I rather enjoy Ghost/Echo myself. Still, when I ran it for a small group with experience in other RPGs, I was struck by how all of us, at some time or another, stumbled a bit over the rules, simple though they are. The two main things that tripped us:
- When you define risks before rolling, the risk needs to not be mutually exclusive with success. I think for players who are mostly used to pass/fail resolution, or used to being told what the risks and complications are (whether up front by a PbtA move’s text, or afterward by the GM), it felt like putting their head in GM space a little more than they were used to.
- After you roll, there’s an extra decision point that you don’t get in PbtA games or in D&D. You might have to weigh which matters to you more—success or risk avoidance. That, of course, is the whole point of the system, and definitely a feature, not a bug. But an extra step is still an extra step, and it’s not just a relatively passive extra step (like “roll for damage”), but a very cognitively demanding extra step.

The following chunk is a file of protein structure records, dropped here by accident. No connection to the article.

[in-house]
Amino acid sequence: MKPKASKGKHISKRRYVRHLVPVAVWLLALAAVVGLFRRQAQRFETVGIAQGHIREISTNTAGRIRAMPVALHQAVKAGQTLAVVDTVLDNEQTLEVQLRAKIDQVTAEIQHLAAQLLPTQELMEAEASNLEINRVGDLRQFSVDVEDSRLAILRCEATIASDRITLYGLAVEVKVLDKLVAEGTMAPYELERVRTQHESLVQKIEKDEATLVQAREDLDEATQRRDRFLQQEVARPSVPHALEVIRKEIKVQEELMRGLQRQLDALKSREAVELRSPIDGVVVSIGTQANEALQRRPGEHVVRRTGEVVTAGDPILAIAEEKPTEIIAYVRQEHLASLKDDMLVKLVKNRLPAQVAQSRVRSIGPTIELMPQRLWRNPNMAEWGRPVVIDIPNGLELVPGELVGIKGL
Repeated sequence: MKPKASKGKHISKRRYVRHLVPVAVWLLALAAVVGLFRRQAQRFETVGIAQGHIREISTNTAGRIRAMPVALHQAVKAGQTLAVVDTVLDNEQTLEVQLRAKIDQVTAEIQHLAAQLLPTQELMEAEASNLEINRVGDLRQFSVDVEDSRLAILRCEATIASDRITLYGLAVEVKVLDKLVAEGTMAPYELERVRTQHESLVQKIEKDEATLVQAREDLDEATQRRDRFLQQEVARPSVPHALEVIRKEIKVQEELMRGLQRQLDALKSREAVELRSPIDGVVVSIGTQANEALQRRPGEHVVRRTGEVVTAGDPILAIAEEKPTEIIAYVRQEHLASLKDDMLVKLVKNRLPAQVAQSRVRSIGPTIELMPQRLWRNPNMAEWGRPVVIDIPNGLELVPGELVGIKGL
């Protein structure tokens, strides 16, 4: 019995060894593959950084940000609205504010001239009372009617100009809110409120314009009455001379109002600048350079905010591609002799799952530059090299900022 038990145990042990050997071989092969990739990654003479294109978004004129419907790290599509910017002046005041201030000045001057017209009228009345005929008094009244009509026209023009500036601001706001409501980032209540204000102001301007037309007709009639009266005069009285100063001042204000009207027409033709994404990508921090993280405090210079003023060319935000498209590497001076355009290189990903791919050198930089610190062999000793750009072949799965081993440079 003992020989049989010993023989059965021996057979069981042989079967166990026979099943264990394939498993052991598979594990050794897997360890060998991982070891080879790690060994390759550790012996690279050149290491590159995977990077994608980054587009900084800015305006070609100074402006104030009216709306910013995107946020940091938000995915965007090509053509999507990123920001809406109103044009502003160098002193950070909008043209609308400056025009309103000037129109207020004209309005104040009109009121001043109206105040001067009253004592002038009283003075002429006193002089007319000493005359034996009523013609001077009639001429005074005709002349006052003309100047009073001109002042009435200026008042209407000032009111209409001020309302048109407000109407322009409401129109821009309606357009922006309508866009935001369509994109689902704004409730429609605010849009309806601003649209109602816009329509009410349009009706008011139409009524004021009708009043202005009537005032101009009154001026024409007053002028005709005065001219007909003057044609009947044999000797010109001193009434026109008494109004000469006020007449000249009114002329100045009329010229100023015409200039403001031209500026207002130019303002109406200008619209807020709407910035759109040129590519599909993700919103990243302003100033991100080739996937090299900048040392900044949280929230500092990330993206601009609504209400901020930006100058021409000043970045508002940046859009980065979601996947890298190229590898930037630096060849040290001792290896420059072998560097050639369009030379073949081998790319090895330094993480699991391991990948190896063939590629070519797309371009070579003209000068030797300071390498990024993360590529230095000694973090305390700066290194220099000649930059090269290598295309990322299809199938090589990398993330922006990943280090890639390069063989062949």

Plus, I think the lack of numerical stats actually limits an RPG’s potential reach, even though I personally love games without numerical stats. It just renders the product less familiar to folks who enter the hobby through D&D (which is to say most Americans entering the hobby, at least), and demands more interpretation at the table of when qualitative descriptors should apply than a clear cut “roll X when Y” approach.
All of that said, I still think elements of Ghost/Echo have leaked into my own designs since reading it, and I wouldn’t be surprised to find out others were similarly inspired. The idea of releasing a game that’s avowedly incomplete, with just a bunch of prompts, a starting scenario, and some dice rules, feels very much in line with the explosion of microgames and pamphlet dungeons I see gathering on Itch these days.